Two Private Collections of Antique Fans from the 18th to the early 20th century are coming up for sale at Tennants Auctioneers in North Yorkshire, in The Fan Sale on 7th December. With rare subjects, strong provenance and fine examples, they are set to cause a stir amongst collectors.
News & Insights
Wallis Simpson’s Ostrich Feather Fan Comes to Auction
Fans made in homage to the Royal Family are much in evidence in the sale, but sure to attract attention is an extravagant 1920s ostrich feather fan which once belonged to Wallis Simpson, the Duchess of Windsor (estimate: £250-500 plus buyer’s premium). Made from pale yellow ostrich feathers and pale grey marabou feathers on a tortoiseshell handle, the fan comes with provenance from the sale of the belongings of the Duke and Duchess of Windsor at Sotheby’s New York in 1997.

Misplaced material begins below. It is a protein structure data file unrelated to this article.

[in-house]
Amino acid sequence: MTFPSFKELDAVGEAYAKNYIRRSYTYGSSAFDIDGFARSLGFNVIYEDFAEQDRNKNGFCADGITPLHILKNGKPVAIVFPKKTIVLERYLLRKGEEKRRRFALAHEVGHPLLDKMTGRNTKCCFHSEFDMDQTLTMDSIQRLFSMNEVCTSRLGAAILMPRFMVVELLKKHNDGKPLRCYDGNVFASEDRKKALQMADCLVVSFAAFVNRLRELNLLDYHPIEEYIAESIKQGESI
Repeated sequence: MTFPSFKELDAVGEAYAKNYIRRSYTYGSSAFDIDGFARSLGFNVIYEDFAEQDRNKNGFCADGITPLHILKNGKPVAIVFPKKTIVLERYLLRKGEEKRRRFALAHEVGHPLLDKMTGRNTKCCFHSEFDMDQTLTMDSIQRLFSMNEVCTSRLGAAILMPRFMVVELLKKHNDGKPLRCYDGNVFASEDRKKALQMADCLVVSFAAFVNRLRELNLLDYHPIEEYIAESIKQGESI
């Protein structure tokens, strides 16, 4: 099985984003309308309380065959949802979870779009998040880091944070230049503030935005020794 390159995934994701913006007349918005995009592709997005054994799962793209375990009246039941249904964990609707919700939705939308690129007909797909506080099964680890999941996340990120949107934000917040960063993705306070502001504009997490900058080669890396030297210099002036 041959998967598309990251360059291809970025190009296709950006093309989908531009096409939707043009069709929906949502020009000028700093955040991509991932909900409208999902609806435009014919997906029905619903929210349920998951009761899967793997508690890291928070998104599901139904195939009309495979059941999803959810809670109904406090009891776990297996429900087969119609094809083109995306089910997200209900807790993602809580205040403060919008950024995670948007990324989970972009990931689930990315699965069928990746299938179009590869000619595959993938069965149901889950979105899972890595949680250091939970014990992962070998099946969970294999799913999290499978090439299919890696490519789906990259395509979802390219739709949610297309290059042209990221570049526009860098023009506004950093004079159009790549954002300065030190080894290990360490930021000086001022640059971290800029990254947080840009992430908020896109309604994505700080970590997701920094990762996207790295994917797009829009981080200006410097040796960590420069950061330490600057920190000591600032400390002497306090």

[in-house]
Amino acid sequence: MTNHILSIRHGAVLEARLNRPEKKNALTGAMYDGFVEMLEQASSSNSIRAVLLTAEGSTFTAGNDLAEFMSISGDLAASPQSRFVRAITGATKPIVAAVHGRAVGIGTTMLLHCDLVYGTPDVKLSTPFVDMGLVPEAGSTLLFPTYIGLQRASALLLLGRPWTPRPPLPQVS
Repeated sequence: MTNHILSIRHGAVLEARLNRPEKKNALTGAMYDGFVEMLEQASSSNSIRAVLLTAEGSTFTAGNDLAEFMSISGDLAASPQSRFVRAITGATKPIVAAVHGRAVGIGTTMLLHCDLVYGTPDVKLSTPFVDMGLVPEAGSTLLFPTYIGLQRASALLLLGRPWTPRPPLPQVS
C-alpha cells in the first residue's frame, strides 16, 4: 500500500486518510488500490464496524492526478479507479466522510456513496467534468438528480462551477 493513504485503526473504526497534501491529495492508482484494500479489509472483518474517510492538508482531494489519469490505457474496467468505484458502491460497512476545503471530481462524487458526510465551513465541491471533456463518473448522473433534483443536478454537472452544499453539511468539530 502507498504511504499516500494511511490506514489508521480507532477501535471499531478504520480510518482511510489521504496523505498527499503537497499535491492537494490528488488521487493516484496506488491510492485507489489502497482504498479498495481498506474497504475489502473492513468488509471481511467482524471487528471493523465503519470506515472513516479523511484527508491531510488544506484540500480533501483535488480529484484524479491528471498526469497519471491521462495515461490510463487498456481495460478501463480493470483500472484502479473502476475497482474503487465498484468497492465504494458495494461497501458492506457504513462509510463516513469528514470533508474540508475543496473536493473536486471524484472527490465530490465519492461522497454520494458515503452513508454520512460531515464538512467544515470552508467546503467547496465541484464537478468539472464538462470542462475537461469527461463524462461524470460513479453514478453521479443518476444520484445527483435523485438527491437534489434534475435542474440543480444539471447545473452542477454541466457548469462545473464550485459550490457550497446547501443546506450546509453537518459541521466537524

Also with royal connections, is a circa 1880 fan made by Alexandre of Paris, which is believed to have belonged to the Infanta Maria de la Paz (1862-1948), daughter of Queen Isabella II of Spain. The Infanta married her first cousin, Prince Ludwig Ferdinand of Bavaria, and the couple lived at the Nymphenburg Palace outside Munich. On one side of the fan is a charming scene depicting a wealthy couple taking tea in a garden, with the snoozing gentleman being tickled by young ladies, and the reverse of the fan is painted with a coronet and inscribed ‘PAZ’ (estimate: £1,000-3,000).
Collectors of fans are always on the lookout for examples with rare subject matter, and one of the highlights of the sale is sure to capture their interest – a fan from circa 1750 depicting pilgrims (estimate: £2,500-5,000 plus buyer’s premium). Ladies, gentlemen, monks and clerics are pictured on the road to Santiago de Compostela on route to visit the shrine of St James the Greater.
The sale will be available to view online, nearer the sale.
23rd April 2021, 09:30
Plan your visit to our Leyburn Head Office and Salerooms, or our Harrogate and London Offices
Get your antiques and collectables valued by our team of specialists.